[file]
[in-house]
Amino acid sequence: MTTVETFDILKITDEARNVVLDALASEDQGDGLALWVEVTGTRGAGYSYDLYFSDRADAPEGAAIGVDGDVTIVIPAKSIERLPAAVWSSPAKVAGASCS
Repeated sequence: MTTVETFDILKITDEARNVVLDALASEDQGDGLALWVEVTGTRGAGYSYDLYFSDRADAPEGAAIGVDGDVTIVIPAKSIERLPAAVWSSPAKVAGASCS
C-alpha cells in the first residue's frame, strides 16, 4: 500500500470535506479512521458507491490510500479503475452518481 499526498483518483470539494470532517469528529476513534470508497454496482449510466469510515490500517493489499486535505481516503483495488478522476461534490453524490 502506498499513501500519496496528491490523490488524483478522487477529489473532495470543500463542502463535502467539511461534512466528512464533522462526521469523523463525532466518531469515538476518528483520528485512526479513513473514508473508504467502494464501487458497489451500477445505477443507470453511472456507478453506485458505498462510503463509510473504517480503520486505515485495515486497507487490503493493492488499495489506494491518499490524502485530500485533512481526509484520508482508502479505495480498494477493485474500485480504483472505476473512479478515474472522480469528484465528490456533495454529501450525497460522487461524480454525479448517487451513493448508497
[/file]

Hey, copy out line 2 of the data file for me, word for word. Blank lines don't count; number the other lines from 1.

Amino acid sequence: MTTVETFDILKITDEARNVVLDALASEDQGDGLALWVEVTGTRGAGYSYDLYFSDRADAPEGAAIGVDGDVTIVIPAKSIERLPAAVWSSPAKVAGASCS